Gadgets used throughout the day, such as smartphones and laptops, are powered in part by LEDs that emit a type of light that can interfere with the body’s ability to prepare for slumber. But recent findings, soon to be published in the Journal of Psychiatric Research, show that for those suffering from insomnia, wearing shades with amber-tinted lenses might alleviate some of the adverse effects caused by exposure to excessive amounts of this bright blue light during the evening, reports EurekAlert.
For the study, researchers from Columbia University Medical Center enrolled 14 individuals diagnosed with insomnia and assigned them to wear either glasses with amber-colored lenses that blocked blue light or glasses with clear placebo lenses for two hours before bedtime for seven consecutive nights. Four weeks later, participants repeated the experiment with the other set of glasses.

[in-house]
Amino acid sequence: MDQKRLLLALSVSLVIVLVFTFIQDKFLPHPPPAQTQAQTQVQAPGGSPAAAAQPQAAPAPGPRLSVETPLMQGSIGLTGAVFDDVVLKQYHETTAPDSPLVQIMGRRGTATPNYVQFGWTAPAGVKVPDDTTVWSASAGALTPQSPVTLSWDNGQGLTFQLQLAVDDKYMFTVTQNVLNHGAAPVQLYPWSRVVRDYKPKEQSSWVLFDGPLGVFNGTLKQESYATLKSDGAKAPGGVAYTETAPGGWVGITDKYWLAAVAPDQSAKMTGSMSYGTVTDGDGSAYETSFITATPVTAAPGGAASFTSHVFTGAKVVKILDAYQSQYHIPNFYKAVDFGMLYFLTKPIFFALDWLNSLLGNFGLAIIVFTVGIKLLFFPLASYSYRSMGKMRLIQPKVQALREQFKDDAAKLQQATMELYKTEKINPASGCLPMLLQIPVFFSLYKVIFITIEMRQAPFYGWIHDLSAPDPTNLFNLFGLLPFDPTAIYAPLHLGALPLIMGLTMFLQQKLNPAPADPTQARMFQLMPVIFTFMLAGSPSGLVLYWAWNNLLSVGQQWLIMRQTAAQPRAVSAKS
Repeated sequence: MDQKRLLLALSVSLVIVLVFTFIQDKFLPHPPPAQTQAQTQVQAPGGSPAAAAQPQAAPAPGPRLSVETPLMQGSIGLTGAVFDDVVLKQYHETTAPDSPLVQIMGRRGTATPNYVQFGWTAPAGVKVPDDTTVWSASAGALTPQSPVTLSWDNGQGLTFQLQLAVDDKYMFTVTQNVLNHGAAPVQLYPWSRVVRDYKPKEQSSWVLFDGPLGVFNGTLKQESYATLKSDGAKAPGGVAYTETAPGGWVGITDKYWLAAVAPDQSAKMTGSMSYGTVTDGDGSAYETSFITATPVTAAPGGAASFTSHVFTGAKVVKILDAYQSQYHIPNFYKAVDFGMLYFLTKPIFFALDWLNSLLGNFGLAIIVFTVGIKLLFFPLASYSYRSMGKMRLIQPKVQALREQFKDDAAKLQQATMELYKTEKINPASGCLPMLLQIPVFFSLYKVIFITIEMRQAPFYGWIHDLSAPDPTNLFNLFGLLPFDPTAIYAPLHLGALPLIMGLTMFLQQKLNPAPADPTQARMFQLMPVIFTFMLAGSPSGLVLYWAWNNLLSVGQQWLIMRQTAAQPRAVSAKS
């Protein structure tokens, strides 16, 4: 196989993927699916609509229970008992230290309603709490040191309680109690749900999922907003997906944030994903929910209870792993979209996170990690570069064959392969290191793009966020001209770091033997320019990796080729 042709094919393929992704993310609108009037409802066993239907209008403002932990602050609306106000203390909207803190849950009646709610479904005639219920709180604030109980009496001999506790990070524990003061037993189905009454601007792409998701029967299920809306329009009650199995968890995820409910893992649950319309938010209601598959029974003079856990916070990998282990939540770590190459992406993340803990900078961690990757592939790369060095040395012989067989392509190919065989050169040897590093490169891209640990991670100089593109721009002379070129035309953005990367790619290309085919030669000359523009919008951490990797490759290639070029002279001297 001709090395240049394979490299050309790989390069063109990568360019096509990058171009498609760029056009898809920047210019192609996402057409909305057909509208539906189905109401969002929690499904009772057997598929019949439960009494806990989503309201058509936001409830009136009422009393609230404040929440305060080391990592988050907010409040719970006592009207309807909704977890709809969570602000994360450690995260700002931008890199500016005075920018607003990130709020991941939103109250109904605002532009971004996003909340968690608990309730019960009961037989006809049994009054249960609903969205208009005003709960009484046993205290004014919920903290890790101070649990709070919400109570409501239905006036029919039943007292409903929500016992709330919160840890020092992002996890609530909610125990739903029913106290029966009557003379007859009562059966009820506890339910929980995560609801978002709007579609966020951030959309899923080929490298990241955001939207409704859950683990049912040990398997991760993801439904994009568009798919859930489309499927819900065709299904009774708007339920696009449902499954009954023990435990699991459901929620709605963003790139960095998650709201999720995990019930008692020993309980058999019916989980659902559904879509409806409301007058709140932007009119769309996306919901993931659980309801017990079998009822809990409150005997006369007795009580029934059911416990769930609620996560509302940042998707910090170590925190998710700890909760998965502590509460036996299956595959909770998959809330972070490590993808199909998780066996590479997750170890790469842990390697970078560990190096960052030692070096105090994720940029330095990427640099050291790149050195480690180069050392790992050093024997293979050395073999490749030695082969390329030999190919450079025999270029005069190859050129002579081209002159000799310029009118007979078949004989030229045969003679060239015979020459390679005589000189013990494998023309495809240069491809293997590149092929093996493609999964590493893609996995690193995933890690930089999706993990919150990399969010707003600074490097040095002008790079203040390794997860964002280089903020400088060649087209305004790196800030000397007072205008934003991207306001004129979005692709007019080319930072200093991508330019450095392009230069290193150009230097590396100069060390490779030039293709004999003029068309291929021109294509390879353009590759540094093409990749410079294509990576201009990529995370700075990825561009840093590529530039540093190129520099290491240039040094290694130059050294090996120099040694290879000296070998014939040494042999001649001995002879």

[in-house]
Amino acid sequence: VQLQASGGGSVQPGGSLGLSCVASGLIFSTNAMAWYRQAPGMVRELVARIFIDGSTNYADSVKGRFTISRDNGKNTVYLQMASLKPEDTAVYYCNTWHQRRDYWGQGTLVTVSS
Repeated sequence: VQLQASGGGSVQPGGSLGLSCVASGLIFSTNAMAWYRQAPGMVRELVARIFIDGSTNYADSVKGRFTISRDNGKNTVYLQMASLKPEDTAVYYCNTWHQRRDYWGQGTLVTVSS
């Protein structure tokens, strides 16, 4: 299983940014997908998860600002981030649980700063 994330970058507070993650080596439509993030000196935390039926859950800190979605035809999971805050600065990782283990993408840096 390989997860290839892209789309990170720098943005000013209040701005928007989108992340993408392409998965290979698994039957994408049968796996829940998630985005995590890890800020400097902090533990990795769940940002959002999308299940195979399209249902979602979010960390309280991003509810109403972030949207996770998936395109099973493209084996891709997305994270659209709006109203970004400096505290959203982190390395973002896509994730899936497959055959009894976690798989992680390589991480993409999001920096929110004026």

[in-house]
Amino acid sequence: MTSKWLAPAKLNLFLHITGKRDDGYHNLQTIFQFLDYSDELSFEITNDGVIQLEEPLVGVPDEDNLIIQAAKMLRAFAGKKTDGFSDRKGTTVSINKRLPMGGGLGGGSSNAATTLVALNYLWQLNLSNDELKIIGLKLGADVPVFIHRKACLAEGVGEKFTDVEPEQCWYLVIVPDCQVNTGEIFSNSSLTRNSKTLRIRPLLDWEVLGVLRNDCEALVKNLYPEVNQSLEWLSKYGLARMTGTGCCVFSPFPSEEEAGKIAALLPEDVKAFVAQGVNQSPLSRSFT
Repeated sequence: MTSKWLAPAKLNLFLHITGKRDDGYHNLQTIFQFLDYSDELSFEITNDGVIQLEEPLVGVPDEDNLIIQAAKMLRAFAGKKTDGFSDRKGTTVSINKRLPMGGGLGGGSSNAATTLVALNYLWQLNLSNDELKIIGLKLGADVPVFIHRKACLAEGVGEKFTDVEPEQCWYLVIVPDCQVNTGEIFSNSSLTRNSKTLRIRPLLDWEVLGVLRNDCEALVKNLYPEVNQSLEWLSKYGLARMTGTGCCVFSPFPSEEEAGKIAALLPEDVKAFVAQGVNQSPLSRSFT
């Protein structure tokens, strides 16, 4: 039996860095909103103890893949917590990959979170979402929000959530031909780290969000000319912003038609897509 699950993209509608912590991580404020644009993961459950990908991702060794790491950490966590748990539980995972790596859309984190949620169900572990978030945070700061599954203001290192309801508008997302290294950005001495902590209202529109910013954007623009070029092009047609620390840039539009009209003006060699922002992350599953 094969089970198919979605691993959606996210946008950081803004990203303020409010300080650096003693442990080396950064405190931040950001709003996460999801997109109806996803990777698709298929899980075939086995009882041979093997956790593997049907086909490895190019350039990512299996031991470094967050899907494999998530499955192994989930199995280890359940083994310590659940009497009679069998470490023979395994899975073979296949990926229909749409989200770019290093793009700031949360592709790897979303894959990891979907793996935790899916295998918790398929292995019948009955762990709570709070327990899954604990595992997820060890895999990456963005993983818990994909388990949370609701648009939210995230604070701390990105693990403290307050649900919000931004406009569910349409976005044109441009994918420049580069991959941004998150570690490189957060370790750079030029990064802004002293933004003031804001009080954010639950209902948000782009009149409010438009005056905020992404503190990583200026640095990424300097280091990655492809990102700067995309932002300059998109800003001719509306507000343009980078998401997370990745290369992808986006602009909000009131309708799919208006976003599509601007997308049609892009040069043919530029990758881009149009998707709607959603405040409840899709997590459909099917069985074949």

Results showed that members of the study group who wore blue-light-blocking specs slept for an extra 30 minutes and noted better quality and soundness of sleep with a reduced severity of sleeplessness than those who wore glasses with clear lenses.
“Now more than ever we are exposing ourselves to high amounts of blue light before bedtime, which may contribute to or exacerbate sleep problems,” said Ari Shechter, PhD, an assistant professor of medical sciences at the university and the leader of the research team. “Amber lenses are affordable, and they can easily be combined with other established cognitive and behavioral techniques for insomnia management.”
To sleep better at night, Shechter suggested that people select the amber light setting on their smartphones and decrease the brightness of their phone’s display. In addition, he advised that individuals try amber-lensed glasses to filter out the blue light emanating from other sources found in the home, such as televisions, computers and energy-efficient light bulbs.
Interestingly, scientists also noted a dip in blood pressure among folks when they wore the tinted glasses. Shechter said researchers plan to investigate this effect further to determine whether blocking blue light can help improve cardiovascular outcomes for those who suffer from poor sleep.
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